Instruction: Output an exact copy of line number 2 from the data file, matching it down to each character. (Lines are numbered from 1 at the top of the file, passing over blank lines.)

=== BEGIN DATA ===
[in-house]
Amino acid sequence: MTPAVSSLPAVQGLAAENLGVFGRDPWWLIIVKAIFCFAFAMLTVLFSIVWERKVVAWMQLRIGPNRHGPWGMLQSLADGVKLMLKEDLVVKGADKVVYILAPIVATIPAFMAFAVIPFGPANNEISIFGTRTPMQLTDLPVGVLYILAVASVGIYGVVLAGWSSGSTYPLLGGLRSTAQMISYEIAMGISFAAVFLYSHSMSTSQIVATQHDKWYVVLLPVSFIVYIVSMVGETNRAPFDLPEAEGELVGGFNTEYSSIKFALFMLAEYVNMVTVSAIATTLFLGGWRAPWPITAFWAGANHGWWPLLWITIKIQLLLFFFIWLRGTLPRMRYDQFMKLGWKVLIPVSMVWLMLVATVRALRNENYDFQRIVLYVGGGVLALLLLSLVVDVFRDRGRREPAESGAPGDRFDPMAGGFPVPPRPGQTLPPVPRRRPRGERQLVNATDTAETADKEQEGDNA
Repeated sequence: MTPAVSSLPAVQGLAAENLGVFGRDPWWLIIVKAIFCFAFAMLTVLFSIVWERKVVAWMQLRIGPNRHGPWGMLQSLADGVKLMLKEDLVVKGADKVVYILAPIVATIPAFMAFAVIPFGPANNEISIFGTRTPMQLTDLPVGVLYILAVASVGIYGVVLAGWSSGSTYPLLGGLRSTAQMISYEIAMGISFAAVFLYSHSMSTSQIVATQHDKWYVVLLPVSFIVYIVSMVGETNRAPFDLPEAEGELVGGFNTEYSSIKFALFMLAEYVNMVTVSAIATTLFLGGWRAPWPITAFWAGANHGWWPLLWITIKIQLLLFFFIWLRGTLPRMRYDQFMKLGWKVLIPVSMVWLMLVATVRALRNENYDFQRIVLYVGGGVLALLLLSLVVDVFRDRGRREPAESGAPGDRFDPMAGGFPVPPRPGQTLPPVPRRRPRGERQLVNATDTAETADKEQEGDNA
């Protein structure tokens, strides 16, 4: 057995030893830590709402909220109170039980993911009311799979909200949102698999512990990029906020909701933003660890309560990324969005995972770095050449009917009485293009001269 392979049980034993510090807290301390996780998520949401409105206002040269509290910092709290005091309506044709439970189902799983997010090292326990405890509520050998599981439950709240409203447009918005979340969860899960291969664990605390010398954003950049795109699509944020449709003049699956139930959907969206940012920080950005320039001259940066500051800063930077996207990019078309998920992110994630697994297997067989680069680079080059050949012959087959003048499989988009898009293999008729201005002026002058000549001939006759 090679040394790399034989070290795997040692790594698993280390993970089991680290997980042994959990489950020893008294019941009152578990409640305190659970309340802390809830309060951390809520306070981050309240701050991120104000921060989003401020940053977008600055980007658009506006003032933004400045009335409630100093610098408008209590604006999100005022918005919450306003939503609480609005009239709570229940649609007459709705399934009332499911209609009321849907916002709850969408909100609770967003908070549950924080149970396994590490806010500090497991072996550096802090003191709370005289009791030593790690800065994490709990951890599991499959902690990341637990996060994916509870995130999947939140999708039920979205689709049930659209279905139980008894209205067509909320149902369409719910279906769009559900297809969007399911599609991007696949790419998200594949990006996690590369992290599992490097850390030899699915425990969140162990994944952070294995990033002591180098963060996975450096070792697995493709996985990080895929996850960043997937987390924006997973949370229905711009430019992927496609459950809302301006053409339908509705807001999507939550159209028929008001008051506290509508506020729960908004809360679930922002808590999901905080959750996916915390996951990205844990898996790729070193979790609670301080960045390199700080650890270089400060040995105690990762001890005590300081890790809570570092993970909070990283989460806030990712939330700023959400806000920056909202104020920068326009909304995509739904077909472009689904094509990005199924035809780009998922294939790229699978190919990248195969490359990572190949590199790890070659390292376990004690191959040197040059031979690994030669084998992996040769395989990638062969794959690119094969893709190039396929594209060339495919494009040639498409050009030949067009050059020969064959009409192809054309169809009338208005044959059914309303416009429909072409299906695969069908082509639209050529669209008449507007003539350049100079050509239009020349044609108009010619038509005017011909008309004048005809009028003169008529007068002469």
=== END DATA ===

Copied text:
Amino acid sequence: MTPAVSSLPAVQGLAAENLGVFGRDPWWLIIVKAIFCFAFAMLTVLFSIVWERKVVAWMQLRIGPNRHGPWGMLQSLADGVKLMLKEDLVVKGADKVVYILAPIVATIPAFMAFAVIPFGPANNEISIFGTRTPMQLTDLPVGVLYILAVASVGIYGVVLAGWSSGSTYPLLGGLRSTAQMISYEIAMGISFAAVFLYSHSMSTSQIVATQHDKWYVVLLPVSFIVYIVSMVGETNRAPFDLPEAEGELVGGFNTEYSSIKFALFMLAEYVNMVTVSAIATTLFLGGWRAPWPITAFWAGANHGWWPLLWITIKIQLLLFFFIWLRGTLPRMRYDQFMKLGWKVLIPVSMVWLMLVATVRALRNENYDFQRIVLYVGGGVLALLLLSLVVDVFRDRGRREPAESGAPGDRFDPMAGGFPVPPRPGQTLPPVPRRRPRGERQLVNATDTAETADKEQEGDNA